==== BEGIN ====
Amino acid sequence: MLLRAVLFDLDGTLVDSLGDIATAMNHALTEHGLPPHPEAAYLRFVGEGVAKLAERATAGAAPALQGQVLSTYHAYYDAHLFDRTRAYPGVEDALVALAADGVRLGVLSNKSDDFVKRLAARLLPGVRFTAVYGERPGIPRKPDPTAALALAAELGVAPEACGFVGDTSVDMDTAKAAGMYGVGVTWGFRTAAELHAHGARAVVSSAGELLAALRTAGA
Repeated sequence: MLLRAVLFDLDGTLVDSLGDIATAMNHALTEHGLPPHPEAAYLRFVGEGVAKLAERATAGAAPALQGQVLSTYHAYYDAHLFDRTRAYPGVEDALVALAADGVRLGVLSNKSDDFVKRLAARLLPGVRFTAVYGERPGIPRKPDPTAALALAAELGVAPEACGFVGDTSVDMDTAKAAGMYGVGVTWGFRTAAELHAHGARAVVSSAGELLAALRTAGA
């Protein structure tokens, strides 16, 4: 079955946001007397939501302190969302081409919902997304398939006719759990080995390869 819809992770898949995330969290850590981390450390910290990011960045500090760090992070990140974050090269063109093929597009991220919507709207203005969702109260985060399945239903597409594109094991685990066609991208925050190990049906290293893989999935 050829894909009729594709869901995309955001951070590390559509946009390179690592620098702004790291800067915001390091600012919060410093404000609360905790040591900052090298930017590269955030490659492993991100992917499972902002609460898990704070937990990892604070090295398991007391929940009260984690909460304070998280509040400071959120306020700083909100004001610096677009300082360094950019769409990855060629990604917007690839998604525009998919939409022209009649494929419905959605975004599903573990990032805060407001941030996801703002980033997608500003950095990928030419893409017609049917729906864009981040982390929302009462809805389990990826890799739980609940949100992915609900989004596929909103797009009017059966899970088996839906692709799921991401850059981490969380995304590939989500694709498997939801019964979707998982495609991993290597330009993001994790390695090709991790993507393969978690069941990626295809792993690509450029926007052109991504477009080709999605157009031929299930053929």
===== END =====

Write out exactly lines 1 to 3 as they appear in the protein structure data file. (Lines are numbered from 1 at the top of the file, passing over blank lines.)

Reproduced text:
Amino acid sequence: MLLRAVLFDLDGTLVDSLGDIATAMNHALTEHGLPPHPEAAYLRFVGEGVAKLAERATAGAAPALQGQVLSTYHAYYDAHLFDRTRAYPGVEDALVALAADGVRLGVLSNKSDDFVKRLAARLLPGVRFTAVYGERPGIPRKPDPTAALALAAELGVAPEACGFVGDTSVDMDTAKAAGMYGVGVTWGFRTAAELHAHGARAVVSSAGELLAALRTAGA
Repeated sequence: MLLRAVLFDLDGTLVDSLGDIATAMNHALTEHGLPPHPEAAYLRFVGEGVAKLAERATAGAAPALQGQVLSTYHAYYDAHLFDRTRAYPGVEDALVALAADGVRLGVLSNKSDDFVKRLAARLLPGVRFTAVYGERPGIPRKPDPTAALALAAELGVAPEACGFVGDTSVDMDTAKAAGMYGVGVTWGFRTAAELHAHGARAVVSSAGELLAALRTAGA
């Protein structure tokens, strides 16, 4: 079955946001007397939501302190969302081409919902997304398939006719759990080995390869 819809992770898949995330969290850590981390450390910290990011960045500090760090992070990140974050090269063109093929597009991220919507709207203005969702109260985060399945239903597409594109094991685990066609991208925050190990049906290293893989999935 050829894909009729594709869901995309955001951070590390559509946009390179690592620098702004790291800067915001390091600012919060410093404000609360905790040591900052090298930017590269955030490659492993991100992917499972902002609460898990704070937990990892604070090295398991007391929940009260984690909460304070998280509040400071959120306020700083909100004001610096677009300082360094950019769409990855060629990604917007690839998604525009998919939409022209009649494929419905959605975004599903573990990032805060407001941030996801703002980033997608500003950095990928030419893409017609049917729906864009981040982390929302009462809805389990990826890799739980609940949100992915609900989004596929909103797009009017059966899970088996839906692709799921991401850059981490969380995304590939989500694709498997939801019964979707998982495609991993290597330009993001994790390695090709991790993507393969978690069941990626295809792993690509450029926007052109991504477009080709999605157009031929299930053929």